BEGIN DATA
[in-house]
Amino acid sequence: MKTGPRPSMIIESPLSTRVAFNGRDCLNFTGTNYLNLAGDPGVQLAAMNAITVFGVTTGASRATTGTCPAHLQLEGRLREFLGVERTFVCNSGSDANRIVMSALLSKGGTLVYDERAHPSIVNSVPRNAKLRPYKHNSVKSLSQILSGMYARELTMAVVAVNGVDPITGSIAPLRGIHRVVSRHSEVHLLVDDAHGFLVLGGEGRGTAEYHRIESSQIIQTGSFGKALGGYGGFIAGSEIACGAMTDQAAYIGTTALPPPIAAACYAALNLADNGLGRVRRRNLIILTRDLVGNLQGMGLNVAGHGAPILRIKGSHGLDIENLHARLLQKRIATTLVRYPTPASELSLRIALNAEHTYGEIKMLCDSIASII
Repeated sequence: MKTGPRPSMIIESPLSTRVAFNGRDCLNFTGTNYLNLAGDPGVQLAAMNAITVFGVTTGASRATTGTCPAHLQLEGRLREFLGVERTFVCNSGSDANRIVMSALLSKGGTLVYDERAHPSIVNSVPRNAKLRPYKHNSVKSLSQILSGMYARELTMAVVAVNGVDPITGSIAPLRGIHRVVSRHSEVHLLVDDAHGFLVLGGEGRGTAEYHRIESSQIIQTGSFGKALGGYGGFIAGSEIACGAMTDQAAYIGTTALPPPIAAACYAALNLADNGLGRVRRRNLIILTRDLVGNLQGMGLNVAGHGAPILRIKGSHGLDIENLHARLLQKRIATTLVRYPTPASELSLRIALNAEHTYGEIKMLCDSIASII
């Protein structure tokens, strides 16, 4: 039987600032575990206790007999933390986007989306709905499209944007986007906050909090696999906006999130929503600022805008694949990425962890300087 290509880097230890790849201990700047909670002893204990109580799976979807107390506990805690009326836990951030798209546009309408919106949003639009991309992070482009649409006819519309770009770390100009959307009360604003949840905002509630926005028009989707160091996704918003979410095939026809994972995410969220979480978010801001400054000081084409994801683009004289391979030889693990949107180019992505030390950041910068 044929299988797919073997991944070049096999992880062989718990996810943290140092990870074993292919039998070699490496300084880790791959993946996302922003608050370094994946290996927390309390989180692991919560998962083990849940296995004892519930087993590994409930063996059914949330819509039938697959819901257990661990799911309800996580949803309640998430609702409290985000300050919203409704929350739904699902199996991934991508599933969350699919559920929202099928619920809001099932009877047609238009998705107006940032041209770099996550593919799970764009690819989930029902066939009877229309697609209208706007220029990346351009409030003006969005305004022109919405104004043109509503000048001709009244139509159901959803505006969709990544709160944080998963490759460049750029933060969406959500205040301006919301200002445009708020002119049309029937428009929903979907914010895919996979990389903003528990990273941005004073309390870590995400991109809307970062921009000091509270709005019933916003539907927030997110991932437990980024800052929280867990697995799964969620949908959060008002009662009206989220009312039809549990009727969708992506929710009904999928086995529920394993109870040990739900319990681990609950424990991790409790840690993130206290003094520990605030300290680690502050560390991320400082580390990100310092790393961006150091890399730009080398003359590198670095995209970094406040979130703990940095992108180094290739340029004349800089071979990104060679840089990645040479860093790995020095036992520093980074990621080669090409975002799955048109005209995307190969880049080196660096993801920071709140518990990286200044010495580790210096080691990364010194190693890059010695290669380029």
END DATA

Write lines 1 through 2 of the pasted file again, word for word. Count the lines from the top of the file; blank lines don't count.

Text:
[in-house]
Amino acid sequence: MKTGPRPSMIIESPLSTRVAFNGRDCLNFTGTNYLNLAGDPGVQLAAMNAITVFGVTTGASRATTGTCPAHLQLEGRLREFLGVERTFVCNSGSDANRIVMSALLSKGGTLVYDERAHPSIVNSVPRNAKLRPYKHNSVKSLSQILSGMYARELTMAVVAVNGVDPITGSIAPLRGIHRVVSRHSEVHLLVDDAHGFLVLGGEGRGTAEYHRIESSQIIQTGSFGKALGGYGGFIAGSEIACGAMTDQAAYIGTTALPPPIAAACYAALNLADNGLGRVRRRNLIILTRDLVGNLQGMGLNVAGHGAPILRIKGSHGLDIENLHARLLQKRIATTLVRYPTPASELSLRIALNAEHTYGEIKMLCDSIASII